Numitor and Amulius were contending for the throne of Alba. Amulius took possession of the throne, and made Rea Silvia, the daughter of Numitor, a vestal virgin, in order that the Silvian house might become extinct. This part of the story was composed without any insight into political laws, for a daughter could not have transmitted any gentilician rights. The name Rea Silvia is ancient, but Rea is only a surname: rea femmina often occurs in Boccaccio, and is used to this day in Tuscany to designate a woman whose reputation is blighted; a priestess Rea is described by Vergil as having been overpowered by Hercules. While Rea was fetching water in a grove for a sacrifice the sun became eclipsed, and she took refuge from a wolf in a cave, where she was overpowered by Mars. When she was delivered, the sun was again eclipsed and the statue of Vesta covered its eyes. Livy has here abandoned the marvelous. The tyrant threw Rea with her infants into the river Anio: she lost her life in the waves, but the god of the river took her soul and changed it into an immortal goddess, whom he married. This story has been softened down into the tale of her imprisonment, which is unpoetical enough to be a later invention. The river Anio carried the cradle, like a boat, into the Tiber, and the latter conveyed it to the foot of the Palatine, the water having overflowed the country, and the cradle was upset at the root of a fig-tree. A she-wolf carried the babies away and suckled them; Mars sent a woodpecker which provided the children with food, and the bird parra which protected them from insects. These statements are gathered from various quarters; for the historians got rid of the marvellous as much as possible. Faustulus, the legend continues, found the boys feeding on the milk of the huge wild beast; he brought them up with his twelve sons, and they became the staunchest of all. Being at the head of the shepherds on Mount Palatine, they became involved in a quarrel with the shepherds of Numitor on the Aventine — the Palatine and the Aventine are always hostile to each other. Remus being taken prisoner was led to Alba, but Romulus rescued him, and their descent from Numitor being discovered, the latter was restored to the throne, and the two young men obtained permission to form a settlement at the foot of Mount Palatine where they had been saved.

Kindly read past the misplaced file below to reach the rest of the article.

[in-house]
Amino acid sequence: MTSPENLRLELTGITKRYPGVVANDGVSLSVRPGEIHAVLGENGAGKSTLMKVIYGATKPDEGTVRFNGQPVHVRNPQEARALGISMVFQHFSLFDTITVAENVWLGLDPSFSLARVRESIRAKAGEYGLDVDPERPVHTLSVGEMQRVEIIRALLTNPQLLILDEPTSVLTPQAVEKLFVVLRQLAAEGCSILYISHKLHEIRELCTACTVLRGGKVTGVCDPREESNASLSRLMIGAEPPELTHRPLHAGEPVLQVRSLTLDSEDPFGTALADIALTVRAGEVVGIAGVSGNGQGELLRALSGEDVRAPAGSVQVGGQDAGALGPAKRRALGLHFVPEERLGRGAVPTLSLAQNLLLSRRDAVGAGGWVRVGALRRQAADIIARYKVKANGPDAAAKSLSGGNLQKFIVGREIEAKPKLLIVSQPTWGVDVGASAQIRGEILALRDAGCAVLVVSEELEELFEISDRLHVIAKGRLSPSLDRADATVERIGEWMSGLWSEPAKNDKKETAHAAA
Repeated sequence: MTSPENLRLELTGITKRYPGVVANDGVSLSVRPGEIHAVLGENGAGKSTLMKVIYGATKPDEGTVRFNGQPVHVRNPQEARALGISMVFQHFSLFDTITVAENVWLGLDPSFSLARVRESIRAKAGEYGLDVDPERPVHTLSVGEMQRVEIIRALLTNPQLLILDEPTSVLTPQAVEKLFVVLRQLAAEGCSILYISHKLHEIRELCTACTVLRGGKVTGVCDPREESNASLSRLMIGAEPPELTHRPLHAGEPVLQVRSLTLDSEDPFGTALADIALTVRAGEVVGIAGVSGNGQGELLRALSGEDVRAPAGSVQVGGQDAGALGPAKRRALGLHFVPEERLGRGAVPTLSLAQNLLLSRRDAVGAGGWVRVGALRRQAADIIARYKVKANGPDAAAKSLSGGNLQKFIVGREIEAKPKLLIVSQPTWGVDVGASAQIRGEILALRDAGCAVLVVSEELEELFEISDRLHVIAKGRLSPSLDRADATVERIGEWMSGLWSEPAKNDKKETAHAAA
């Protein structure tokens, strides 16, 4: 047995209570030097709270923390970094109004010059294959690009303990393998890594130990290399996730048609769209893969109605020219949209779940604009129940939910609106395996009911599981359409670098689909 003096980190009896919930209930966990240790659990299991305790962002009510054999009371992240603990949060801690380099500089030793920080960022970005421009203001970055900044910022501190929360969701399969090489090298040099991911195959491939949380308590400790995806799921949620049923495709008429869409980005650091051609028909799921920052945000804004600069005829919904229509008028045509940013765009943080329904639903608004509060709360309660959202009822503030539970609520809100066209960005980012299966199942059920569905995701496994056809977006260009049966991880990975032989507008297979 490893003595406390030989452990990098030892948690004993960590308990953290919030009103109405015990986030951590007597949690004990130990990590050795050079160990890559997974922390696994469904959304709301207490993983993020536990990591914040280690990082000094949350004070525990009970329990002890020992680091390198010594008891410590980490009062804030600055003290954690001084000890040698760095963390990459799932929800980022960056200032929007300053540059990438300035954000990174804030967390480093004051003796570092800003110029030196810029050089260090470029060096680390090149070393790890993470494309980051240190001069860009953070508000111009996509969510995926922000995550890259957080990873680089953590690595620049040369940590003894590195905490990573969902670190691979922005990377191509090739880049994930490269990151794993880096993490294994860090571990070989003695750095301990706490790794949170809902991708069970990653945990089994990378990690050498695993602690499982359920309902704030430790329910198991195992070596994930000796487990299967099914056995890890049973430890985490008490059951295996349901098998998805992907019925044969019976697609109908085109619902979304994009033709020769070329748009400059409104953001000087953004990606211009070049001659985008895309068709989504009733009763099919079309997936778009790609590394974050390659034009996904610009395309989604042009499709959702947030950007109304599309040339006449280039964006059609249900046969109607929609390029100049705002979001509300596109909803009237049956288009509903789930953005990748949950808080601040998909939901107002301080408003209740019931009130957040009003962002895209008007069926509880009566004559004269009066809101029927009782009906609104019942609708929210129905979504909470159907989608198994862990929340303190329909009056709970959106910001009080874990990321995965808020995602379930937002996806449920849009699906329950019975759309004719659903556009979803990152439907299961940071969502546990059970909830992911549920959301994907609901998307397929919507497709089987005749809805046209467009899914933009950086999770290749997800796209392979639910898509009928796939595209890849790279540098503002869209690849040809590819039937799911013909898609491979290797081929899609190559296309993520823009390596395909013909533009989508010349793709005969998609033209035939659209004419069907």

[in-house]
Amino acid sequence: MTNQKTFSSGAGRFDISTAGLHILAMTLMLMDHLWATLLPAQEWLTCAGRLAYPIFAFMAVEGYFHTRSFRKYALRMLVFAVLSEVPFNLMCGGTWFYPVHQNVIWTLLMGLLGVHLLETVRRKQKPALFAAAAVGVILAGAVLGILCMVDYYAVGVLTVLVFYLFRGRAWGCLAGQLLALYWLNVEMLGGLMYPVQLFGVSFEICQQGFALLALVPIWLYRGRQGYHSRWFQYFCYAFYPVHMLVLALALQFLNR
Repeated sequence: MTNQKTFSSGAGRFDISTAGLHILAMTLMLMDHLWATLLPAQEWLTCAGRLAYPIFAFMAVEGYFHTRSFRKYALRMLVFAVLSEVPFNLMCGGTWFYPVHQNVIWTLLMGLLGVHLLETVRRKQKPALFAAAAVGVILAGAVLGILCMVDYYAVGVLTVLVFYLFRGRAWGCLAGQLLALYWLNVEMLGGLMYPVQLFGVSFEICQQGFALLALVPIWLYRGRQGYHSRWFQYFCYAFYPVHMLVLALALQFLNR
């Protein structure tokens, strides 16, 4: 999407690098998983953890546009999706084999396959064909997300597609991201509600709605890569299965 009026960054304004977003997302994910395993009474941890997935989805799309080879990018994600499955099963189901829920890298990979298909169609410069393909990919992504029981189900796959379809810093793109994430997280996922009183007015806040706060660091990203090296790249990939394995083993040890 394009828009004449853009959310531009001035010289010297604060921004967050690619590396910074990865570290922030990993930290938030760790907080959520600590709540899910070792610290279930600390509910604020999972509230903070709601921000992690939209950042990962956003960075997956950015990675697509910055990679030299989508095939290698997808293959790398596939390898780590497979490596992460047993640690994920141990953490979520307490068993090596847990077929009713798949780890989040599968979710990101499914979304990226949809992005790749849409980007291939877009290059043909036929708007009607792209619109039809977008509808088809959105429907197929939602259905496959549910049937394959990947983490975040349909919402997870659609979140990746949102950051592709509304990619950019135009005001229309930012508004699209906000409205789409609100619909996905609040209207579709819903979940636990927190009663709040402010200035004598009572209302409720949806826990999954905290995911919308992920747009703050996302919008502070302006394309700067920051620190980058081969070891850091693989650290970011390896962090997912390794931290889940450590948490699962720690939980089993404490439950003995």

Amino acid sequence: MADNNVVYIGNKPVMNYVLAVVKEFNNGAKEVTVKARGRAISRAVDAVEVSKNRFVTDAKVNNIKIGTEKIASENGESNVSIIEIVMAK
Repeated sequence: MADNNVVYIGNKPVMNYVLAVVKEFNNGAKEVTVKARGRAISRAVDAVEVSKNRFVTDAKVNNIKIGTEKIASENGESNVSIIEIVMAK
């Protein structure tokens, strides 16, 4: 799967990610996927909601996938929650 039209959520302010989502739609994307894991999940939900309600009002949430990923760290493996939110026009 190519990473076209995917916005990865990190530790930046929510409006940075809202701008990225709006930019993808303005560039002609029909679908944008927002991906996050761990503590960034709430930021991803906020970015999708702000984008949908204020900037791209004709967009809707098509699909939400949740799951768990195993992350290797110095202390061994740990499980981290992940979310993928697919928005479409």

Out of this beautiful poem the falsifiers endeavored to make some credible story: even the unprejudiced and poetical Livy tried to avoid the most marvelous points as much as he could, but the falsifiers went a step farther.